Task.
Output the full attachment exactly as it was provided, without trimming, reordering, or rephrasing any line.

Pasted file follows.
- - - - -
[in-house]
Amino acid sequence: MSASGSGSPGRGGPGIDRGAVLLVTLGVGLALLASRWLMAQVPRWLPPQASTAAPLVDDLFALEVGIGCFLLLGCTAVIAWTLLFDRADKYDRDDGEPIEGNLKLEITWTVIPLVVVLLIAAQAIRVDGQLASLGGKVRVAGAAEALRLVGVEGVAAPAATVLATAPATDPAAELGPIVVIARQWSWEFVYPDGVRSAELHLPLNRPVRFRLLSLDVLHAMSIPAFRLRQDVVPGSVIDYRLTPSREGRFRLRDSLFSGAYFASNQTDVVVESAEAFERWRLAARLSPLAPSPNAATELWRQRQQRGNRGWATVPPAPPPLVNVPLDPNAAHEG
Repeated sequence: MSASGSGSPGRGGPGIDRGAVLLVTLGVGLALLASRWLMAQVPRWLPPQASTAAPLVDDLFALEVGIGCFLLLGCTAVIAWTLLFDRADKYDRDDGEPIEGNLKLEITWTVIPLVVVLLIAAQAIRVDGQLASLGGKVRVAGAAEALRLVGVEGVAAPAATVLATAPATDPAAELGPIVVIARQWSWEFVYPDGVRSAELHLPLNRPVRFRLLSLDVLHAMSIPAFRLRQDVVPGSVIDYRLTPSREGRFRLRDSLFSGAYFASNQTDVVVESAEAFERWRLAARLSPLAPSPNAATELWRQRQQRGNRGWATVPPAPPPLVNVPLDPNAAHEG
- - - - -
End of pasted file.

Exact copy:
[in-house]
Amino acid sequence: MSASGSGSPGRGGPGIDRGAVLLVTLGVGLALLASRWLMAQVPRWLPPQASTAAPLVDDLFALEVGIGCFLLLGCTAVIAWTLLFDRADKYDRDDGEPIEGNLKLEITWTVIPLVVVLLIAAQAIRVDGQLASLGGKVRVAGAAEALRLVGVEGVAAPAATVLATAPATDPAAELGPIVVIARQWSWEFVYPDGVRSAELHLPLNRPVRFRLLSLDVLHAMSIPAFRLRQDVVPGSVIDYRLTPSREGRFRLRDSLFSGAYFASNQTDVVVESAEAFERWRLAARLSPLAPSPNAATELWRQRQQRGNRGWATVPPAPPPLVNVPLDPNAAHEG
Repeated sequence: MSASGSGSPGRGGPGIDRGAVLLVTLGVGLALLASRWLMAQVPRWLPPQASTAAPLVDDLFALEVGIGCFLLLGCTAVIAWTLLFDRADKYDRDDGEPIEGNLKLEITWTVIPLVVVLLIAAQAIRVDGQLASLGGKVRVAGAAEALRLVGVEGVAAPAATVLATAPATDPAAELGPIVVIARQWSWEFVYPDGVRSAELHLPLNRPVRFRLLSLDVLHAMSIPAFRLRQDVVPGSVIDYRLTPSREGRFRLRDSLFSGAYFASNQTDVVVESAEAFERWRLAARLSPLAPSPNAATELWRQRQQRGNRGWATVPPAPPPLVNVPLDPNAAHEG